We use cookies and other similar technologies (Cookies) to enhance your experience and to provide you with relevant content and ads. By using our website, you are agreeing to the use of Cookies. You can change your settings at any time. Cookie Policy.

The journey to BPM success requires process pros to develop effective and efficient ways to engage everyone across the value chain—business stakeholders, partners, employees, and customers. Unfortunately, BPM has traditionally only focused on engaging narrow silos within departments and functions, often leaving customers, partners, and the bulk of frontline workers out of the communication loop.

Left out in the cold, overlooked constituents turn to their own devices (both figuratively and literally) to build shadow processes outside of the enterprise's control. Leading architects now add social BPM techniques and tools to their arsenal of BPM implementation techniques and methodologies to engage all voices across the value chain.

Ask any enterprise architect—or any business leader for that matter—about social, and you're likely to get a response along these lines: "Oh, yeah, my teenager uses social media all the time to stay in touch with her friends." Unfortunately, this perception of social media—that it’s all about Facebook and Twitter—causes many business leaders and business process professionals to quickly dismiss its potential for their enterprises.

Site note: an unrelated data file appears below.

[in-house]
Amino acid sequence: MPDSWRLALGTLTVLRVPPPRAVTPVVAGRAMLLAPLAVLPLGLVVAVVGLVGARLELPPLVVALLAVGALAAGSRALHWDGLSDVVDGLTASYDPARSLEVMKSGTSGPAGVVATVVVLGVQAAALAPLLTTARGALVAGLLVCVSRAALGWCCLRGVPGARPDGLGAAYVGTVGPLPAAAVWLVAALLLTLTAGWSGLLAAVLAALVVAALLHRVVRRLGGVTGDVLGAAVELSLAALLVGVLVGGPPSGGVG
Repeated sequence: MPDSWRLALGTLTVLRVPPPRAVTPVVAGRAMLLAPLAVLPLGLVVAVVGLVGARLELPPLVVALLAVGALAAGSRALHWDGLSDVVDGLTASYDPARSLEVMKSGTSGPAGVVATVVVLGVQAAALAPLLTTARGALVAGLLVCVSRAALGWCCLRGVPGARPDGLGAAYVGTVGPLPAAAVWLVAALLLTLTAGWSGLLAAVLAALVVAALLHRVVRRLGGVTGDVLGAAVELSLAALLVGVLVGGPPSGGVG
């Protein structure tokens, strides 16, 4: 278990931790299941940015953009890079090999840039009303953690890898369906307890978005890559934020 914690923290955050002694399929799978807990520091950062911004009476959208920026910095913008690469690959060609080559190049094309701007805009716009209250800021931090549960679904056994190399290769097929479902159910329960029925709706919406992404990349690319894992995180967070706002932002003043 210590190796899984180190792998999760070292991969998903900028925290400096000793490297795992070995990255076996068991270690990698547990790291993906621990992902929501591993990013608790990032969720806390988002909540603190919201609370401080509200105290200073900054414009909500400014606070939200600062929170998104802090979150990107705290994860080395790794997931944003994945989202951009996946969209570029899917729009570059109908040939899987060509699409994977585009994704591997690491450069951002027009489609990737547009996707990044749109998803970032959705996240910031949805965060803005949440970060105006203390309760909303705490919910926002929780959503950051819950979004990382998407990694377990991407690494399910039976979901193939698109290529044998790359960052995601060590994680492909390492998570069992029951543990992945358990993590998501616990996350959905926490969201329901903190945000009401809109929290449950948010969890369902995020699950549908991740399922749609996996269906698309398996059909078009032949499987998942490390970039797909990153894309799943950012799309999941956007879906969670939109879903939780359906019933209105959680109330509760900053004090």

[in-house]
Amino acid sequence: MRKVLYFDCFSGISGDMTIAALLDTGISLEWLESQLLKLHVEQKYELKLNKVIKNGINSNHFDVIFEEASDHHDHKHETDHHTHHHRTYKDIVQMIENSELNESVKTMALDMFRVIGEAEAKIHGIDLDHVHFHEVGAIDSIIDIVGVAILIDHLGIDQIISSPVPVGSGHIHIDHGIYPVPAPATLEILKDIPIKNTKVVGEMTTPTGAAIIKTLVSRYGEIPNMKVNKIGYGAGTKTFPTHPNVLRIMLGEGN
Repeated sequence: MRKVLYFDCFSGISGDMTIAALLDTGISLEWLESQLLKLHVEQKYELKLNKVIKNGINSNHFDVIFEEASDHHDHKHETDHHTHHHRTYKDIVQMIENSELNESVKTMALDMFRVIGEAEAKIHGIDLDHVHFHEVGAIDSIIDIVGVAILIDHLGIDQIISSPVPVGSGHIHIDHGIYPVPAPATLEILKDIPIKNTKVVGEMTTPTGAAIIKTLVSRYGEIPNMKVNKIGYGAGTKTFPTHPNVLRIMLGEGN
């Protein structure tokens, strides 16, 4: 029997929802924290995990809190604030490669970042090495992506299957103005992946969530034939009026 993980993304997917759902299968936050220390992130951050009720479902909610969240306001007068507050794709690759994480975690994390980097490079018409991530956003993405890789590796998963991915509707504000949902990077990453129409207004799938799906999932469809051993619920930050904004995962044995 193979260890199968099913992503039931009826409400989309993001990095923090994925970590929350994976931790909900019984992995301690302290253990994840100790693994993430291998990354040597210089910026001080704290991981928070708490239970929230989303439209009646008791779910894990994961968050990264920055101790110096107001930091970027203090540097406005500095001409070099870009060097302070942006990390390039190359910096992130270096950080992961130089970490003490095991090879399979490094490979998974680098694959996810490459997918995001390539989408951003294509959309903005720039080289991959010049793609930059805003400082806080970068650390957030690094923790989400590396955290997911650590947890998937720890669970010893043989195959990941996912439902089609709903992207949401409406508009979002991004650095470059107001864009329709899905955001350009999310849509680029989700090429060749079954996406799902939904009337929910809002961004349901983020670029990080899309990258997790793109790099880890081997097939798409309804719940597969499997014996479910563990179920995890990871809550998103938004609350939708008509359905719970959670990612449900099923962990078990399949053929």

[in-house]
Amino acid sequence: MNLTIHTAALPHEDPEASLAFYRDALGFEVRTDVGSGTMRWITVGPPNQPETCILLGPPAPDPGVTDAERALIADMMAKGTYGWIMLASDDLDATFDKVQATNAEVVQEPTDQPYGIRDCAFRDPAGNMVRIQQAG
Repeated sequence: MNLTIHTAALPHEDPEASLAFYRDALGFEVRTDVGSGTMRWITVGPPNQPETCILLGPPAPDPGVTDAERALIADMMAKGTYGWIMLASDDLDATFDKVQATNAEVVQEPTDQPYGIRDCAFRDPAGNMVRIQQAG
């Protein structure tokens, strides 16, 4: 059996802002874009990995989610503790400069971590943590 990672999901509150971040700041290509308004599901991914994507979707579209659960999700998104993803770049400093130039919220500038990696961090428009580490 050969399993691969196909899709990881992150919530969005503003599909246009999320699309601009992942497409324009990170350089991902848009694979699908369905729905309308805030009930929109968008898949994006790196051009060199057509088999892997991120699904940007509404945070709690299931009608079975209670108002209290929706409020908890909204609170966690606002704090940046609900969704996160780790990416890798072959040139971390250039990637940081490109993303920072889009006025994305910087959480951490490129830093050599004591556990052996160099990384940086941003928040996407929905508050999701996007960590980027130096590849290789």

It’s time to drop incorrect assumptions that:

* Social creates more of a distraction than an opportunity. Because social is now synonymous with tools such as Facebook, Twitter and LinkedIn, business process professionals sometimes see little value in social media. And given that email and voicemails already bury today's knowledge workers with more work while they wear multiple hats and juggle increasing responsibilities, organizations are loath to add yet another potential distraction. But there's tremendous value in linking social media with business processes—for instance, connecting sales and marketing processes to external social sites for monitoring purposes, or integrating human resources processes with LinkedIn for candidate recruiting.

* There's little value in using internal social networks. While some business process professionals quickly grasp the value of mining external social networks, these same professionals often turn a blind eye to the business value that could be gleaned from mining their internal social networks as well. Smart process pros realize that "shadow" processes—that is, undocumented processes that used by frontline workers—are often quite different from the imposed processes driven from the top down. Mining internal social networks can help companies identify and better understand these shadow processes and improve adoption for newly improved and deployed business processes.

* ”Social" only relates to knowledge management and collaboration. The term "social" is sometimes used interchangeably with “collaboration” and “knowledge management”—which, in turn, causes many business process pros overlook the potential of connecting social to their BPM initiatives. At its core, social addresses how to contribute to, monitor, and tap into conversations—both inside and outside your organization. And when we take a close look, all phases of BPM are really about managing various conversations—between business workers and process analysts, between process analysts and developers, and even between customers and business people.